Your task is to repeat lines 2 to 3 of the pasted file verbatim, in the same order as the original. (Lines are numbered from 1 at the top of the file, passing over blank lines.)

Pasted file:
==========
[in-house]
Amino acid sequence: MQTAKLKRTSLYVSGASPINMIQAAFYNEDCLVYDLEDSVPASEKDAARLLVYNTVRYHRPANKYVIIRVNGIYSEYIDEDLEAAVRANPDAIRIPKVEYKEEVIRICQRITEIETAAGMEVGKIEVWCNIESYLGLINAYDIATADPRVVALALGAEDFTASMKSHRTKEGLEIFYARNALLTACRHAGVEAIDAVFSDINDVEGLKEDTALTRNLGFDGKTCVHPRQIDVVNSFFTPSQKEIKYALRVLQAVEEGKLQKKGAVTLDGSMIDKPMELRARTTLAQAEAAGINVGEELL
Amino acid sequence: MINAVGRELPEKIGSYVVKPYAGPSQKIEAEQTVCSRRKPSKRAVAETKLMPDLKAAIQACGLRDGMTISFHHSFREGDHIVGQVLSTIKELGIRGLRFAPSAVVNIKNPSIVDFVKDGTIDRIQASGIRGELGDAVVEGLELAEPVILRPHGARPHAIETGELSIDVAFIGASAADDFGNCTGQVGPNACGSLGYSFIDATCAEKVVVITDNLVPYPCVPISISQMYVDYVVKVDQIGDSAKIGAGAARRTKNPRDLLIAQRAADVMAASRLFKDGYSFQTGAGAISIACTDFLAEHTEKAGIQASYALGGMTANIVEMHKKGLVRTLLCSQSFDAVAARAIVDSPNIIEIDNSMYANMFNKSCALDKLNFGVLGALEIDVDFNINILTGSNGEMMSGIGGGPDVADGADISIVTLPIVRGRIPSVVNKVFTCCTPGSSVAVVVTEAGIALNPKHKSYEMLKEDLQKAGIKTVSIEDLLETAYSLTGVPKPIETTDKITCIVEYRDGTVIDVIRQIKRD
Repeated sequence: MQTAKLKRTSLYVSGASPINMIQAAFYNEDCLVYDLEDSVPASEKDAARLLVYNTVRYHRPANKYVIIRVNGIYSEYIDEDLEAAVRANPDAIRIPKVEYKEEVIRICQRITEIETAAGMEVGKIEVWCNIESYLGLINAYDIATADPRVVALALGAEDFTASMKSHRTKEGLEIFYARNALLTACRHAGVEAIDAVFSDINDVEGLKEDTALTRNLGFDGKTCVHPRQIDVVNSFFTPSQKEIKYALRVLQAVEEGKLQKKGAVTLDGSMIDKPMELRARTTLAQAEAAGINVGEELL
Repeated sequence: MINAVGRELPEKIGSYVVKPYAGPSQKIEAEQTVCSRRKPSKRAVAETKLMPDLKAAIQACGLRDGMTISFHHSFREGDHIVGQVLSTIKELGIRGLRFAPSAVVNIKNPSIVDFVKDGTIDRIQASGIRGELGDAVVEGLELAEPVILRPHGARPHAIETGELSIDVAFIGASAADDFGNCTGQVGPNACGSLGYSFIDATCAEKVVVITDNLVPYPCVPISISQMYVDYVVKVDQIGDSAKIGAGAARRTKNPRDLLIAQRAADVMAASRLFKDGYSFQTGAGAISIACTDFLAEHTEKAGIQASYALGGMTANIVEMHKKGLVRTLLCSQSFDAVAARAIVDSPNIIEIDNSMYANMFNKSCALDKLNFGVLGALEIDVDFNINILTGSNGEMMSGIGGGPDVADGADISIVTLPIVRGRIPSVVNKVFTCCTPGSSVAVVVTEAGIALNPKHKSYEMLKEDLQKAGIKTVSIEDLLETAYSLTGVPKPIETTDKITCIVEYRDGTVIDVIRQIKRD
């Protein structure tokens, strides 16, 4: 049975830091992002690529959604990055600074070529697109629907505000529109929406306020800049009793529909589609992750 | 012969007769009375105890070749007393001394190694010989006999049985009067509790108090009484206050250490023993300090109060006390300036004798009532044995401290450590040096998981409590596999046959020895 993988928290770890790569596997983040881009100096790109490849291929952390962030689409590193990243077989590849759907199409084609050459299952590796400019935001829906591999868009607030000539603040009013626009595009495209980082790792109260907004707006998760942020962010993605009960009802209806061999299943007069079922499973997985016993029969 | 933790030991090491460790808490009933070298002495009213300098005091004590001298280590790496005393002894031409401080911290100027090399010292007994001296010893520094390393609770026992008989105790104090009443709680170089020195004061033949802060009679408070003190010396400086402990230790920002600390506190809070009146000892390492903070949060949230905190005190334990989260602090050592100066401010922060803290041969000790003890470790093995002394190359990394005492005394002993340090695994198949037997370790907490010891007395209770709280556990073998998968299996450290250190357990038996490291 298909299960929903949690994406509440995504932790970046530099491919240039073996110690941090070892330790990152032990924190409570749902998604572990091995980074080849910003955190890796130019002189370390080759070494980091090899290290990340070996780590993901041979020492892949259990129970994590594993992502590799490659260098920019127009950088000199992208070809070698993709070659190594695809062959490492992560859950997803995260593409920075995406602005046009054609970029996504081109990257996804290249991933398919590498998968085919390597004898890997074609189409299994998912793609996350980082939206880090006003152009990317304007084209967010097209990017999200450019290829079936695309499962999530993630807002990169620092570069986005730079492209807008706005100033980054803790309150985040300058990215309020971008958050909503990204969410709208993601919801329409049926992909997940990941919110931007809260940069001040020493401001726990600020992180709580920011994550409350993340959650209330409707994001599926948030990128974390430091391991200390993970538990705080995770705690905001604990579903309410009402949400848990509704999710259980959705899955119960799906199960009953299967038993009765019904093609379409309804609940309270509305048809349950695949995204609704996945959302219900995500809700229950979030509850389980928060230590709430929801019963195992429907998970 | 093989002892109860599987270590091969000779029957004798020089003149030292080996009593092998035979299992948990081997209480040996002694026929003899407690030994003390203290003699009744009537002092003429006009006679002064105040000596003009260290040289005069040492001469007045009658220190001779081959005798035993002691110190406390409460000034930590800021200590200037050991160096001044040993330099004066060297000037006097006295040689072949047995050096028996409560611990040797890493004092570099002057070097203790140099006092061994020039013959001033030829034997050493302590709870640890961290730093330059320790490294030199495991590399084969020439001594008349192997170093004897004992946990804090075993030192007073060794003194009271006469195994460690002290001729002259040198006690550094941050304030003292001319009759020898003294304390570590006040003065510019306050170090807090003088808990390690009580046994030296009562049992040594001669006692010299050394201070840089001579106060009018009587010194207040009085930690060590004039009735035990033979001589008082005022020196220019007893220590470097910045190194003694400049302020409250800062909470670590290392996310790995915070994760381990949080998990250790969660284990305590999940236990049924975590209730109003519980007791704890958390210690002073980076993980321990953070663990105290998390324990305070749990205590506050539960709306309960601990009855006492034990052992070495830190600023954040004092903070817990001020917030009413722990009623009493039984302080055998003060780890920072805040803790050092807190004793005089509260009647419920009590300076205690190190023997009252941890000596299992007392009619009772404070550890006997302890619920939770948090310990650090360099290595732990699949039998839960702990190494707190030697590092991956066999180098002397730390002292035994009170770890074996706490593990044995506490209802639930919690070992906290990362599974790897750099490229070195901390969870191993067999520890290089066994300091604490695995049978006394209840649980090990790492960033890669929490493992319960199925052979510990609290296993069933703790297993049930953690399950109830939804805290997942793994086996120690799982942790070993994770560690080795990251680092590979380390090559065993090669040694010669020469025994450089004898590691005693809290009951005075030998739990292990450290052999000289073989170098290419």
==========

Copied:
Amino acid sequence: MQTAKLKRTSLYVSGASPINMIQAAFYNEDCLVYDLEDSVPASEKDAARLLVYNTVRYHRPANKYVIIRVNGIYSEYIDEDLEAAVRANPDAIRIPKVEYKEEVIRICQRITEIETAAGMEVGKIEVWCNIESYLGLINAYDIATADPRVVALALGAEDFTASMKSHRTKEGLEIFYARNALLTACRHAGVEAIDAVFSDINDVEGLKEDTALTRNLGFDGKTCVHPRQIDVVNSFFTPSQKEIKYALRVLQAVEEGKLQKKGAVTLDGSMIDKPMELRARTTLAQAEAAGINVGEELL
Amino acid sequence: MINAVGRELPEKIGSYVVKPYAGPSQKIEAEQTVCSRRKPSKRAVAETKLMPDLKAAIQACGLRDGMTISFHHSFREGDHIVGQVLSTIKELGIRGLRFAPSAVVNIKNPSIVDFVKDGTIDRIQASGIRGELGDAVVEGLELAEPVILRPHGARPHAIETGELSIDVAFIGASAADDFGNCTGQVGPNACGSLGYSFIDATCAEKVVVITDNLVPYPCVPISISQMYVDYVVKVDQIGDSAKIGAGAARRTKNPRDLLIAQRAADVMAASRLFKDGYSFQTGAGAISIACTDFLAEHTEKAGIQASYALGGMTANIVEMHKKGLVRTLLCSQSFDAVAARAIVDSPNIIEIDNSMYANMFNKSCALDKLNFGVLGALEIDVDFNINILTGSNGEMMSGIGGGPDVADGADISIVTLPIVRGRIPSVVNKVFTCCTPGSSVAVVVTEAGIALNPKHKSYEMLKEDLQKAGIKTVSIEDLLETAYSLTGVPKPIETTDKITCIVEYRDGTVIDVIRQIKRD